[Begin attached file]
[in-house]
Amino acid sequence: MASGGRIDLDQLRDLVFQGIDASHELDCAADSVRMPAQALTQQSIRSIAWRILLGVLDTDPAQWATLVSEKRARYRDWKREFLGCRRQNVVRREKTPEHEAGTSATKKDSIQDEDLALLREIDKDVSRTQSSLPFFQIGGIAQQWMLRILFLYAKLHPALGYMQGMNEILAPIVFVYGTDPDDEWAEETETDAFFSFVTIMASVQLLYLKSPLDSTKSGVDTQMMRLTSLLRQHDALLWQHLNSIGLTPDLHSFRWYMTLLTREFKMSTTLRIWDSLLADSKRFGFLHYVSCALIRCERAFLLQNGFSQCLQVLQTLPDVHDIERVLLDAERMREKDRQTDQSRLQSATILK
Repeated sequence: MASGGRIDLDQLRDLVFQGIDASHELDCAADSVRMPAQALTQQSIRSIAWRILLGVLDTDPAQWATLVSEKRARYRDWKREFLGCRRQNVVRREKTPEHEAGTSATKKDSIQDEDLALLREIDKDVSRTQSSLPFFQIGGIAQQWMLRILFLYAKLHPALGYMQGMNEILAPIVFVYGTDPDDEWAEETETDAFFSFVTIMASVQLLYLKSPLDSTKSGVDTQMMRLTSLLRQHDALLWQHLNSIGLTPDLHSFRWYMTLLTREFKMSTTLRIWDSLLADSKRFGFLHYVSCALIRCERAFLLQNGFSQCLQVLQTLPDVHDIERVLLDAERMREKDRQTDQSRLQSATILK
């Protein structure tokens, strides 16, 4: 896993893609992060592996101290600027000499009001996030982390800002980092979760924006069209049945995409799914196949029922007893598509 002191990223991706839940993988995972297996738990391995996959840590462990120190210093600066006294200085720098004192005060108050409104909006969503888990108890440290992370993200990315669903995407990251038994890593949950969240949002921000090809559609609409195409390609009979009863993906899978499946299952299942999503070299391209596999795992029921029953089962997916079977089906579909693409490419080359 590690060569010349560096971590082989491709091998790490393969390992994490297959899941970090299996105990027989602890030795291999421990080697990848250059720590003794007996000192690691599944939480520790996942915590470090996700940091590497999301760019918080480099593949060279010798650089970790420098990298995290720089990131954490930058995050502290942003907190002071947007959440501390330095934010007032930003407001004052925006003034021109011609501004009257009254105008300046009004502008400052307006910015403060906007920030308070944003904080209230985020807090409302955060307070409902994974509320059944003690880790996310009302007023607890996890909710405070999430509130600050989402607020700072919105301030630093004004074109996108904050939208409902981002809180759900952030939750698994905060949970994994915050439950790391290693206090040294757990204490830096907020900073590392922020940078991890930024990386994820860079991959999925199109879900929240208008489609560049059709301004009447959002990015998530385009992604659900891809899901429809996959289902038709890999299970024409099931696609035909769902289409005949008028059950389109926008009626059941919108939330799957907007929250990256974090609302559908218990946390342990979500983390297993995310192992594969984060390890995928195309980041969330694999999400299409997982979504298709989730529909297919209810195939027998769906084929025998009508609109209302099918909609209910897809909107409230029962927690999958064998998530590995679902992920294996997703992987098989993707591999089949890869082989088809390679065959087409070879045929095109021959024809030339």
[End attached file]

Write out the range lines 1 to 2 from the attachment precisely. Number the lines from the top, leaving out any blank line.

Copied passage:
[in-house]
Amino acid sequence: MASGGRIDLDQLRDLVFQGIDASHELDCAADSVRMPAQALTQQSIRSIAWRILLGVLDTDPAQWATLVSEKRARYRDWKREFLGCRRQNVVRREKTPEHEAGTSATKKDSIQDEDLALLREIDKDVSRTQSSLPFFQIGGIAQQWMLRILFLYAKLHPALGYMQGMNEILAPIVFVYGTDPDDEWAEETETDAFFSFVTIMASVQLLYLKSPLDSTKSGVDTQMMRLTSLLRQHDALLWQHLNSIGLTPDLHSFRWYMTLLTREFKMSTTLRIWDSLLADSKRFGFLHYVSCALIRCERAFLLQNGFSQCLQVLQTLPDVHDIERVLLDAERMREKDRQTDQSRLQSATILK